Events industry to join forces for Global Day Of Action

Events industry to join forces for Global Day Of Action

The global events sector is joining forces from 8pm on September 30 for a Global Day of Action amid the hardship it is facing as a result of Covid-19.

The initiative will see event professionals and venues from 25 countries lending their support to mark the start of a new phase of the wider #WeMakeEvents industry campaign. The majority of the industry has had no income since the beginning of the coronavirus crisis in March, with the Day Of Action intended to alert governments worldwide to the disastrous situation the sector faces without significant financial support.

The ‘baton’ will be passed across different time zones and feature creative activities, which include:

  • Shine a Light - strategically placed shafts of white light will be beamed into the night sky, with each one signifying potential job losses
  • #LightItInRed - venues and structures will be illuminated red with the #WeMakeEvents signature expression of Red Alert
  • Inside Out - images of what would have been taking place inside a venue will now be projected onto the outside of empty venues
  • Creative & Art Installations, illustrating the numbers of event professionals either already out of work or expecting to be soon.

A number of industry leaders have commented on the situation at hand in the run up to the event.

Juan Jose Villa, Spanish trade association, AFIAL, the national association of manufacturers and importers of professional sound, lighting and auxiliary equipment, said: “The situation in Spain is terrible and we’re working very hard to highlight that to our government. Our event on September 17 got coverage on most of Spain’s regional television and radio stations, and we believe that we have shown how important live events are to the Spanish economy.”

Bryan Raven, MD of White Light, which provides entertainment lighting and AV services, said: “In 2019, we turned over between £3 million and £4m in the corporate events market. This year, in the same time period, we have turned over just £8,000. At the beginning of the year, we employed 260 people. It doesn’t take an accountant to do the maths and realise it’s not financially viable to keep a company going under such circumstances. The result is that we have already had to make 67 staff redundant and a further 50 roles are at risk. It’s tragic to see our company go from being highly successful to this in a matter of months.”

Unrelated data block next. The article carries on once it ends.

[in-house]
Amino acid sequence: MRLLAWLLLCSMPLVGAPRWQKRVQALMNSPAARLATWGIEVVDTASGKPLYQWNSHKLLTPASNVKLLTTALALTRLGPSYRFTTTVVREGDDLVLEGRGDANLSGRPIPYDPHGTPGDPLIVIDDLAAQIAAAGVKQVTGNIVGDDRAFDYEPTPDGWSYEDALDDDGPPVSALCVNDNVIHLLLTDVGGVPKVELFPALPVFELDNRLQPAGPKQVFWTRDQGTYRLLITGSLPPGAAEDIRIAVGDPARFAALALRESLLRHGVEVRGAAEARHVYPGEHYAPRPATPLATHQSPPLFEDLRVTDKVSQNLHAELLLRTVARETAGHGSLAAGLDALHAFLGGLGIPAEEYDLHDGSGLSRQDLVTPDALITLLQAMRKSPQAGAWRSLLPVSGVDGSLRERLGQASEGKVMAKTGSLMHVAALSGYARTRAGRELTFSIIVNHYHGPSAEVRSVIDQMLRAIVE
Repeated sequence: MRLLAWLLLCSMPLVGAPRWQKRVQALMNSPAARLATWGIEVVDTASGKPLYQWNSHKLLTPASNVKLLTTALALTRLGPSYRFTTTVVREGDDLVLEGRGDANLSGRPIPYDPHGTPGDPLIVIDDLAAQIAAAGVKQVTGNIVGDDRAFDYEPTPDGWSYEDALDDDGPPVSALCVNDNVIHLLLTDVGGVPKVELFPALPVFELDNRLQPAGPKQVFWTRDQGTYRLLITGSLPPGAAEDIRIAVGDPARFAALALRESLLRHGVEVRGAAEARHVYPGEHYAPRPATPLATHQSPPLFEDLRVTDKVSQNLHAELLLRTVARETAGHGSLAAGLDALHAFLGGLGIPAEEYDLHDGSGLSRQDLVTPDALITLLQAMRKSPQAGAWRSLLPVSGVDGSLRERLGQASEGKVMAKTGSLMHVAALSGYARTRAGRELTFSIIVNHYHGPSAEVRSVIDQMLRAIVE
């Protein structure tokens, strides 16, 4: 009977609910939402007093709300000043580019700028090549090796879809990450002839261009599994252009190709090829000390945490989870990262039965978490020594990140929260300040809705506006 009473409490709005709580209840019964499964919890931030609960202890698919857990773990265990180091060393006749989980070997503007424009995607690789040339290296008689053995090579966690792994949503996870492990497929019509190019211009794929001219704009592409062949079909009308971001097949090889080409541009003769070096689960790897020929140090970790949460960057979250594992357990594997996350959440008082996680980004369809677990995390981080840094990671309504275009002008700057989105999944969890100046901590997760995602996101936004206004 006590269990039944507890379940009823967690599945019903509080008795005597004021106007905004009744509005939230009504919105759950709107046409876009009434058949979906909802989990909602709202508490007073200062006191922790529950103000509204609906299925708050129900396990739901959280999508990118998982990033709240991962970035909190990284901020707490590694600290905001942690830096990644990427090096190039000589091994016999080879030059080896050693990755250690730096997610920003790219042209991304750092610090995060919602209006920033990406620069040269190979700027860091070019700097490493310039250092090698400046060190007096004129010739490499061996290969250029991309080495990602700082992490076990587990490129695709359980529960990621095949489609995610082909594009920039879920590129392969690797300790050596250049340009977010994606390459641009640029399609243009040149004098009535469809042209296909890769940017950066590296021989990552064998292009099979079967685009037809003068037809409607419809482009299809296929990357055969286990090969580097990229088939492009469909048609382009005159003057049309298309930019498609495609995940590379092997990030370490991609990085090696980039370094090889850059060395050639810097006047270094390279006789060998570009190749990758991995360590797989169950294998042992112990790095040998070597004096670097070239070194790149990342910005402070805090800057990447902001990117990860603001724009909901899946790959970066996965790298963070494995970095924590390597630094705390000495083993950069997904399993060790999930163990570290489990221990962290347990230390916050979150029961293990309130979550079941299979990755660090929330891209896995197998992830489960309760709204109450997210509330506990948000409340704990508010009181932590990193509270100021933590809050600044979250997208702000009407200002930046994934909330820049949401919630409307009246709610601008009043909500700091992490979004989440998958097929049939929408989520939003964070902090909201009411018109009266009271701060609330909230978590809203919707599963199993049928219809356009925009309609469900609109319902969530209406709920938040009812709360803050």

Michael T Strickland, chair and founder, Bandit Lites and leading voice in the US Restart campaign (aligned with #WeMakeEvents), added: “What people really don’t understand is what events contribute to the world, financially, spiritually and emotionally. We really are a global industry. The impact to us is devastating right now, with 77% of people in our live events industry having lost 100% of their income due to the inability to work due to social distancing regulations, but the impact on the world if the industry disappears will be equally devastating in many ways. 

“It’s incomprehensible that governments do not understand the economic value of the events industry as a whole – from festivals, tours, conventions to corporate events. We are a solid financial investment and will be able to contribute far more to a global recovery than we will cost in the meantime.”

The move comes days after UK music trade bodies said the winter support package announced by Chancellor Rishi Sunak failed to address the needs of the live music sector. 

To find out how to support the campaign, visit

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